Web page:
Finally, FDR warned Germany that the U.S. was prepared to go to war in case of attack and pledged to strengthen America’s defense to the extreme limit of our national power and authority.
Just over seven months later, the United States entered World War II after Japan’s attack on Pearl Harbor on December 7, 1941.
Bismarck sunk by Royal Navy
On May 27, 1941, the British navy sinks the German battleship Bismarck in the North Atlantic near France. The German death toll was more than 2,000.
On February 14, 1939, the 823-foot Bismarck was launched at Hamburg. Nazi leader Adolf Hitler hoped that the state-of-the-art battleship would herald the rebirth of the German surface battle fleet. However, after the outbreak of war, Britain closely guarded ocean routes from Germany to the Atlantic Ocean, and only U-boats moved freely through the war zone.
In May 1941, the order was given for the Bismarck to break out into the Atlantic. Once in the safety of the open ocean, the battleship would be almost impossible to track down, all the while wreaking havoc on Allied convoys to Britain. Learning of its movement, Britain sent almost the entire British Home Fleet in pursuit. On May 24, the British battle cruiser Hood and battleship Prince of Wales intercepted it near Iceland. In a ferocious battle, the Hood exploded and sank, and all but three of the 1,421 crewmen were killed. The Bismarck escaped, but because it was leaking fuel it fled for occupied France. On May 26, it was sighted and crippled by British aircraft, and on May 27 three British warships descended on the Bismarck and finished it off.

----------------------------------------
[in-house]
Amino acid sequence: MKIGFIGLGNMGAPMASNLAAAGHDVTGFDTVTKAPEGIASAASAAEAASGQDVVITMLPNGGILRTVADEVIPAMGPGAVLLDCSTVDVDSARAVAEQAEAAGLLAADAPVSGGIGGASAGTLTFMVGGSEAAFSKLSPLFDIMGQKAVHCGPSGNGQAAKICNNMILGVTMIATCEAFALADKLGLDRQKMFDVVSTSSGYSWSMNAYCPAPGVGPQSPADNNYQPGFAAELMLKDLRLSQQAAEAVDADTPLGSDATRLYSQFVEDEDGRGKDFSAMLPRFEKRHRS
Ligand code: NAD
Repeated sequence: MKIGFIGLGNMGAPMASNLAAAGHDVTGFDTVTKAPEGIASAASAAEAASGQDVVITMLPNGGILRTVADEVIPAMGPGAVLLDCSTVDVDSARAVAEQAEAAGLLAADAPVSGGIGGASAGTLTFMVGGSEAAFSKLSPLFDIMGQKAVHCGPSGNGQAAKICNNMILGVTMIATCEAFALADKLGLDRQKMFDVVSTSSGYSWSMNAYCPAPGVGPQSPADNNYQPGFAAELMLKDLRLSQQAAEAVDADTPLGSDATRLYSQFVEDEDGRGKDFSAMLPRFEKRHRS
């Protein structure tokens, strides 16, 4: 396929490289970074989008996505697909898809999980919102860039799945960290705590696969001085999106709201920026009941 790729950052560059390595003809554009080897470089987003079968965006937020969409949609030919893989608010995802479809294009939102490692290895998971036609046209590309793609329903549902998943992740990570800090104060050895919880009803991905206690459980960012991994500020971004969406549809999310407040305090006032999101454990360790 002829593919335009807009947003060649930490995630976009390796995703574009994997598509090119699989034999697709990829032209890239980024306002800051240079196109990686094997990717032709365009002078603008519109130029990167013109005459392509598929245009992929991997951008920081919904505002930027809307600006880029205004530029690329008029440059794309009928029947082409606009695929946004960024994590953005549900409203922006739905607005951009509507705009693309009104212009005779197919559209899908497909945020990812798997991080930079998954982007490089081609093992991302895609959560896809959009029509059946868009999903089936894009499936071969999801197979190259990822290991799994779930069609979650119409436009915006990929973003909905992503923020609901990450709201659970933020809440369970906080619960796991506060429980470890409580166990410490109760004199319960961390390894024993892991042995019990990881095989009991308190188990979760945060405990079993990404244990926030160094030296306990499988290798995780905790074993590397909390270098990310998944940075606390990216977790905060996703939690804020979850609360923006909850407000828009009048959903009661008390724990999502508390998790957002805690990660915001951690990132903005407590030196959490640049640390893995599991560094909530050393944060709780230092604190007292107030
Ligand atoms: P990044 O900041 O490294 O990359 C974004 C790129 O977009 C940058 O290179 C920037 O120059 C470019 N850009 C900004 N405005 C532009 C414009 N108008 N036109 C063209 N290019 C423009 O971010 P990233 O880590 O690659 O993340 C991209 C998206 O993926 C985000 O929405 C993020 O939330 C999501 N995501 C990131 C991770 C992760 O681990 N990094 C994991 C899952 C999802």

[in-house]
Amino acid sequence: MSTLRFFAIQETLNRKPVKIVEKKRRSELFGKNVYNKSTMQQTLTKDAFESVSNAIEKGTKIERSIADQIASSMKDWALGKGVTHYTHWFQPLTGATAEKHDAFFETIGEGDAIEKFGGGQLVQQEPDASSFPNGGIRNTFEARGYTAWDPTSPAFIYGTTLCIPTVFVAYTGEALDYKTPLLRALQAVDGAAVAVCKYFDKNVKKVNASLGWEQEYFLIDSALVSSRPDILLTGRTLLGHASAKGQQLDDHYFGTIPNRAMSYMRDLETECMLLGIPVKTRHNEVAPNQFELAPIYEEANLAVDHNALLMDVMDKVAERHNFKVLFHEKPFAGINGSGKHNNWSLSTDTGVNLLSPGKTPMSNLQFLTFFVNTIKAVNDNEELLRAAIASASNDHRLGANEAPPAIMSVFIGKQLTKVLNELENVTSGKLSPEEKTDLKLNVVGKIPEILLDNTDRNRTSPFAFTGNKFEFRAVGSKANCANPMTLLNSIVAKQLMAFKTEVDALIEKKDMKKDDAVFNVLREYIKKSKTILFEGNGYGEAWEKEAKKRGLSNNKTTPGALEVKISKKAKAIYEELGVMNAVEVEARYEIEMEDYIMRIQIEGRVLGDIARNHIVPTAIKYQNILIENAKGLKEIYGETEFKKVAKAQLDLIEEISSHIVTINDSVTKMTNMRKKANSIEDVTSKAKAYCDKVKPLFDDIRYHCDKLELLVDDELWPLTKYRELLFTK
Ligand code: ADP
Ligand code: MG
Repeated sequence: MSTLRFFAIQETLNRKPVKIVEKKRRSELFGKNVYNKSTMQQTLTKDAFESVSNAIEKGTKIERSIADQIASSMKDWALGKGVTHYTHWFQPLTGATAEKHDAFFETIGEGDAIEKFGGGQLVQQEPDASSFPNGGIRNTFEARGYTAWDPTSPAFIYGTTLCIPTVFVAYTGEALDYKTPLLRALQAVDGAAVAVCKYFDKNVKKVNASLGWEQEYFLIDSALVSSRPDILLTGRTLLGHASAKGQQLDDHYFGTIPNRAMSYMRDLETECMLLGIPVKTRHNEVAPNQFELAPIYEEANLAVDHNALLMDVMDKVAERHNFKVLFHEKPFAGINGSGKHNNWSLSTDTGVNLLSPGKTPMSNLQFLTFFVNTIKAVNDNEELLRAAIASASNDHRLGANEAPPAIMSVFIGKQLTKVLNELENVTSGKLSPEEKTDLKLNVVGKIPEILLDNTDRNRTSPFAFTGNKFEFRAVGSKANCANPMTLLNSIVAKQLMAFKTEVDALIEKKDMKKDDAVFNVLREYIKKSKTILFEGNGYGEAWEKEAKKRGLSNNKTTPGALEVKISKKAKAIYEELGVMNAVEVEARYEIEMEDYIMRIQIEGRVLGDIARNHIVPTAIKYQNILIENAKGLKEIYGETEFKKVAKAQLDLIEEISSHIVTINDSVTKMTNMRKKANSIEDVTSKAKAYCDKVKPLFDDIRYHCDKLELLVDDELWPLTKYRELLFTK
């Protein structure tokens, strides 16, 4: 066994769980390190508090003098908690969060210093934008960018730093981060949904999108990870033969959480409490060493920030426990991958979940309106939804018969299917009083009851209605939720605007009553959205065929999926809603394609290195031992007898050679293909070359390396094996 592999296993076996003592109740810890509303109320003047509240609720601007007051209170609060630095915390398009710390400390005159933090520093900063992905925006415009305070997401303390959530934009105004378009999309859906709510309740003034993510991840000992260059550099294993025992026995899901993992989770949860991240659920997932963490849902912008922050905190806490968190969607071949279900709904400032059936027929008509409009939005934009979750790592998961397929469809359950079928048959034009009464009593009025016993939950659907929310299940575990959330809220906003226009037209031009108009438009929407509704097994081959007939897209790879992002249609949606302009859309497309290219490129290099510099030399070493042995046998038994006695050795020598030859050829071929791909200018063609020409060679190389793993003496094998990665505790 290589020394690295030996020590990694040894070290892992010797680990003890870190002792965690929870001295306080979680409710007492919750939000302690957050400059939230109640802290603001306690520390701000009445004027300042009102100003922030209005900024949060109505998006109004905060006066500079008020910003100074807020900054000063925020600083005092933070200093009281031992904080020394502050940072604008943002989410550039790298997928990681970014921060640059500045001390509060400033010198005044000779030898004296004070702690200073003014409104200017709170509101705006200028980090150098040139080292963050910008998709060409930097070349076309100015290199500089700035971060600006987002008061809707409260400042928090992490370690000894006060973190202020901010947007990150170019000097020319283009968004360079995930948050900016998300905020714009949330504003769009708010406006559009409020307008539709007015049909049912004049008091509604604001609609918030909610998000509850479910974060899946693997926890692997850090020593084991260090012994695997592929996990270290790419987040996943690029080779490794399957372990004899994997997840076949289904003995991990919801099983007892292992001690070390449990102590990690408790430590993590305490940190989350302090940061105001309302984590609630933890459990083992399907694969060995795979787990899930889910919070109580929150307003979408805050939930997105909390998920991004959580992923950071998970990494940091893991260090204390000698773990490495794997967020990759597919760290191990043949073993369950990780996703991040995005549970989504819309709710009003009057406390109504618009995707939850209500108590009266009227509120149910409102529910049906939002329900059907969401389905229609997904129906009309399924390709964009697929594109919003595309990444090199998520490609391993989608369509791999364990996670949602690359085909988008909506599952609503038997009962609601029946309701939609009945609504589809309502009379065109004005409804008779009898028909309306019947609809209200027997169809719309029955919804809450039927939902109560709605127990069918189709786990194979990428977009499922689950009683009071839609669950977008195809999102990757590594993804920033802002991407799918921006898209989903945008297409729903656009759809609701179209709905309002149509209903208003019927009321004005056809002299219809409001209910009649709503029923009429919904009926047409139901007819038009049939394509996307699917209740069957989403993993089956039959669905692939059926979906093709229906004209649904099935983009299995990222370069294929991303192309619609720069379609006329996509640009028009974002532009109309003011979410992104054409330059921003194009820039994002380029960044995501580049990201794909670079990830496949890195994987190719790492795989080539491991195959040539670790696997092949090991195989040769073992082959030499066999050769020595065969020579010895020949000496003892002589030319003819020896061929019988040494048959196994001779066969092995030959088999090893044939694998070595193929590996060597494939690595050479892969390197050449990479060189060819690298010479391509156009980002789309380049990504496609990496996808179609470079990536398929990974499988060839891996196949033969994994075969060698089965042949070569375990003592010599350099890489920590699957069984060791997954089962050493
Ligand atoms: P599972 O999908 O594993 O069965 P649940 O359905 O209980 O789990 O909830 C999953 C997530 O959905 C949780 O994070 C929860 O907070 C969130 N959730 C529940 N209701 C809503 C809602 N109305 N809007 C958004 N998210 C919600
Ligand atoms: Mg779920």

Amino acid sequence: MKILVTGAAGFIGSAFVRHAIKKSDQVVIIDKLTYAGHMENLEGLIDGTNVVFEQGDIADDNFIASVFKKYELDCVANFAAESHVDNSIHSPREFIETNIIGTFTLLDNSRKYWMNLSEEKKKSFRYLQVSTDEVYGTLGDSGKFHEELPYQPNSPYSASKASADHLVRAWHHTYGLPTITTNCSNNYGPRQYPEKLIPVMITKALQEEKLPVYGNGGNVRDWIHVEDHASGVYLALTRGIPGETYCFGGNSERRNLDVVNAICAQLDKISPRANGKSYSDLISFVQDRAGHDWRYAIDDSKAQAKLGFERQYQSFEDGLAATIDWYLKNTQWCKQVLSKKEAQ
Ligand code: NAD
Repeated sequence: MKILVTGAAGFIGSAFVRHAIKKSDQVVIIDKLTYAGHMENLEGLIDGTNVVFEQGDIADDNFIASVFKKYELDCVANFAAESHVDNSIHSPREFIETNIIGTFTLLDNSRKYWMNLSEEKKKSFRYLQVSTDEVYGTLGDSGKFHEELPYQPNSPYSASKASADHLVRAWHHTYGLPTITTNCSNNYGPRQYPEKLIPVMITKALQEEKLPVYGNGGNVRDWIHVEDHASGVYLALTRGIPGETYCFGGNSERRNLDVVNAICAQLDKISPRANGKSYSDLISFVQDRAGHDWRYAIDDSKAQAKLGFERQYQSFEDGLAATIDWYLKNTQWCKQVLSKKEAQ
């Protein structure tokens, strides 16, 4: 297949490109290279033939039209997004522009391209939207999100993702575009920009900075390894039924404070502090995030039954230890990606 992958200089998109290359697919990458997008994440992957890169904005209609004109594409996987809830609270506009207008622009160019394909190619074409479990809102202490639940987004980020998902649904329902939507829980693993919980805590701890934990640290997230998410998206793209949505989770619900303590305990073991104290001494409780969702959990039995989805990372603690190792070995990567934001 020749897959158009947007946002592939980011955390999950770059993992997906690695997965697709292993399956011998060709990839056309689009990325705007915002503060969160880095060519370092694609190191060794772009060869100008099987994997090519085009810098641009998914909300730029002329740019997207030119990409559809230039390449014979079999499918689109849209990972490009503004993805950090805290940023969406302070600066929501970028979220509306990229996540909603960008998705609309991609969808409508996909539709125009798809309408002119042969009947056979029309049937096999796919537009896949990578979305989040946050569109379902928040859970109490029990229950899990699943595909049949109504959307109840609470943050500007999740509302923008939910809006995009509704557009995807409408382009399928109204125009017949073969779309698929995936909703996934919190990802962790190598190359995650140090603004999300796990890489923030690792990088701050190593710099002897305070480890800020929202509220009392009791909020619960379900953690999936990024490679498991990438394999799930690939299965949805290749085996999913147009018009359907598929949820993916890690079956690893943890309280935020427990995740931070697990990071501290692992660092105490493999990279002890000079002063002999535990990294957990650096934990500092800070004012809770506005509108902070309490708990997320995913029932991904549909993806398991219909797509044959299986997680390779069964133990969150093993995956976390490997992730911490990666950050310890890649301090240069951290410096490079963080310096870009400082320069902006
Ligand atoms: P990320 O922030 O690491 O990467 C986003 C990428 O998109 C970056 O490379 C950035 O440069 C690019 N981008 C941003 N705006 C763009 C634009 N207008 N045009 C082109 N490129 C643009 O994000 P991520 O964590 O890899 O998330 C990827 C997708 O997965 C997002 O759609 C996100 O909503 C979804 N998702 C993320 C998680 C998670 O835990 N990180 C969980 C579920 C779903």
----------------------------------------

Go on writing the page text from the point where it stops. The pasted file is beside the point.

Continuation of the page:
U.S. Olympian Louie Zamperini’s plane goes down in the Pacific
On May 27, 1943, a B-24 carrying U.S. airman and former Olympic runner Louis “Louie” Zamperini crashes into the Pacific Ocean. After surviving the crash, Zamperini floated on a raft in shark-infested waters for more than a month before being picked up by the Japanese and spending the next two years in a series of brutal prison camps. His story of survival was featured in the 2010 best-selling book “Unbroken” by Laura Hillenbrand.
I can’t say enough about this book. It was one of the most moving stories of survival I ever read. You don’t need to be an avid WWII historian to be totally taken in by Louis Zamperini’s story. Soon his story will come to the movie theaters and I am really looking forward to seeing the film. Here is a synopsis of the book:
by Laura Hillenbrand · Random House · On a May afternoon in 1943, an Army Air Forces bomber crashed into the Pacific Ocean and disappeared, leaving only a spray of debris and a slick of oil, gasoline, and blood. Then, on the ocean surface, a face appeared. It was that of a young lieutenant, the plane’s bombardier, who was struggling to a life raft and pulling himself aboard. So began one of the most extraordinary odysseys of the Second World War. The lieutenant’s name was Louis Zamperini. In boyhood, he’d been a cunning and incorrigible delinquent, breaking into houses, brawling, and fleeing his home to ride the rails. As a teenager, he had channeled his defiance into running, discovering a prodigious talent that had carried him to the Berlin Olympics and within sight of the four-minute mile. But when war had come, the athlete had become an airman, embarking on a journey that led to his doomed flight, a tiny raft, and a drift into the unknown. Ahead of Zamperini lay thousands of miles of open ocean, leaping sharks, a foundering raft, thirst and starvation, enemy aircraft, and, beyond, a trial even greater. Driven to the limits of endurance, Zamperini would answer desperation with ingenuity; suffering with hope, resolve, and humor; brutality with rebellion. His fate, whether triumph or tragedy, would be suspended on the fraying wire of his will. In her long-awaited new book, Laura Hillenbrand writes with the same rich and vivid narrative voice she displayed in Seabiscuit. Telling an unforgettable story of a man’s journey into extremity, Unbroken is a testament to the resilience of the human mind, body, and spirit.